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Your Dog and Chocolate Poisoning

Chocolate poisoning in dogs is not as uncommon as you might think. In fact, chocolate is the third most common cause of poisoning in dogs. And it is the chemical Theobromine in the chocolate that causes it by affecting the central nervous system in your dog, as well as the heart muscle.


Since Theobromine is extremely dangerous to your dog’s health, you should never ever give him chocolate – no matter how much he begs and looks at you with those big eyes of his! However, accidents do happen and if you suspect that your dog has eaten chocolate you should contact your veterinarian for advice. In addition, if you suspect that your dog has had a lot (for his size), take him or her to the vet straight away!

- How much chocolate is too much?

How much chocolate is too much, you might ask. And how much chocolate is lethal? Well, any chocolate is really too much but the lethal dose of Theobromine depends on the size of your dog and his age, as well as how much and what kind of chocolate he has been eating. For instance, a smaller dog is more easily poisoned by a small amount of Theobromine than a larger dog and an old dog that is not in excellent condition is more likely to get chocolate poisoning than a young, healthy one. Also, the amount of Theobromine your dog has digested depends on what kind of chocolate he has been munching on. For example, baking chocolate has about six to nine times more Theobromine then milk chocolate does. However, a large dog like a Dogo usually has to eat quite a lot of chocolate before it gets dangerous, but even small amounts can cause digestive problems in larger breeds.

- Symptoms

At first, the symptoms of chocolate poisoning include vomiting, diarrhea and hyperactivity, but as time goes by other more serious symptoms can emerge. Your dog’s heart rate may increase which can cause arrhythmia, muscle twitching and excessive panting. Other complications due to chocolate poisoning can also include hyperthermia, increased urination, seizures, coma and even death.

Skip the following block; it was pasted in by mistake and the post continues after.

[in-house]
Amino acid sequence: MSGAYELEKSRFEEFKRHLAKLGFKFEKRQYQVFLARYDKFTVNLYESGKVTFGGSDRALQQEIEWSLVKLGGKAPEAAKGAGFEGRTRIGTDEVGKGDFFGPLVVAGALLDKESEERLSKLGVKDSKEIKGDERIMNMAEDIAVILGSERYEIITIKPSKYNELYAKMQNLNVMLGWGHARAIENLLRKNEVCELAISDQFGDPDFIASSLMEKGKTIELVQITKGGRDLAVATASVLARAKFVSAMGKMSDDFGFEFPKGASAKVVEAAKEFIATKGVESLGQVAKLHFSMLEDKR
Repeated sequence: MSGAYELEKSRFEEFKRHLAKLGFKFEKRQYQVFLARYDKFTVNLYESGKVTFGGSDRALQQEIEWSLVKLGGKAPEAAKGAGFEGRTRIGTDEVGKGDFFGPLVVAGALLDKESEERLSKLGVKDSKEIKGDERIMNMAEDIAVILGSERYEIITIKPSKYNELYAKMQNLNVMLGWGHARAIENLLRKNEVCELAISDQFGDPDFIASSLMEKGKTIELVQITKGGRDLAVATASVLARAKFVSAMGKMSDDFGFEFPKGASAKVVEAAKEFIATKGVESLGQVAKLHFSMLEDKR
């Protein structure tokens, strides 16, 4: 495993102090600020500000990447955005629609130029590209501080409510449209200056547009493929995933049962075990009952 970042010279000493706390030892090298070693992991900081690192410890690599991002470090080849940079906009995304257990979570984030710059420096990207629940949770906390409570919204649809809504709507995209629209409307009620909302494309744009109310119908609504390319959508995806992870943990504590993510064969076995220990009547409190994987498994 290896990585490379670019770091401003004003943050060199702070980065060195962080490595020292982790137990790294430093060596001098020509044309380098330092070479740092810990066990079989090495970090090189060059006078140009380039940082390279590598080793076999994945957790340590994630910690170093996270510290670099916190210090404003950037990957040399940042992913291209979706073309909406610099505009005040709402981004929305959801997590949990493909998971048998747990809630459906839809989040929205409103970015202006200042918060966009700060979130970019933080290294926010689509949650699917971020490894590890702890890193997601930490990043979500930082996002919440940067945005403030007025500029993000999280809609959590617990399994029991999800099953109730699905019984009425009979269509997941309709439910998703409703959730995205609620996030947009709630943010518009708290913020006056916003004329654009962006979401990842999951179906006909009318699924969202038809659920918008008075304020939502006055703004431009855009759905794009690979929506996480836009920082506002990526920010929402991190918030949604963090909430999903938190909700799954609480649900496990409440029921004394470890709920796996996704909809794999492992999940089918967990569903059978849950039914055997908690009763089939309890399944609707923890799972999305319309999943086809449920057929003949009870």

- Treatment

If you suspect that your dog has gotten chocolate poisoning, you should take him to the vet right away. Don’t waste valuable time trying to cure him yourself (this kind of poisoning is way too serious for that). The treatment for chocolate poisoning differs depending on how severe it is. Your vet might help your dog by inducing vomiting, stabilizing your dog’s heartbeat and respiration, controlling seizures and slowing the absorption of Theobromine. Also, if your dog already is in a coma, his stomach may need to be pumped.

- Protecting Your Dog

So how can you protect your dog against chocolate poisoning? Well, first of all don’t give him any! Not even a small bite. Secondly, be careful not to leave chocolate where your dog can find it. This is especially important around the holiday seasons when many of us tend to have chocolate in dishes on tables for all our friends. Last but not least, if you are having a lot of people over during the holidays, inform them that they are not allowed to feed your dog chocolate. Most people, especially those who do not own dogs themselves, have probably never heard of chocolate poisoning!

Other Articles:
  • Reducing the Costs of Owning a Dogo

  • Dognapping On the Rise

  • Vaccinating your Dogo
  • Microchipping Your Dog – How does it work?
  • Your Dog and Chocolate Poisoning
  • Insure Your Dog Today!
  • What Not to Feed Your Dog…
  • Fleas, Ticks and Your Dog
  • Heartworm in Dogs
  • The Terror of Antifreeze
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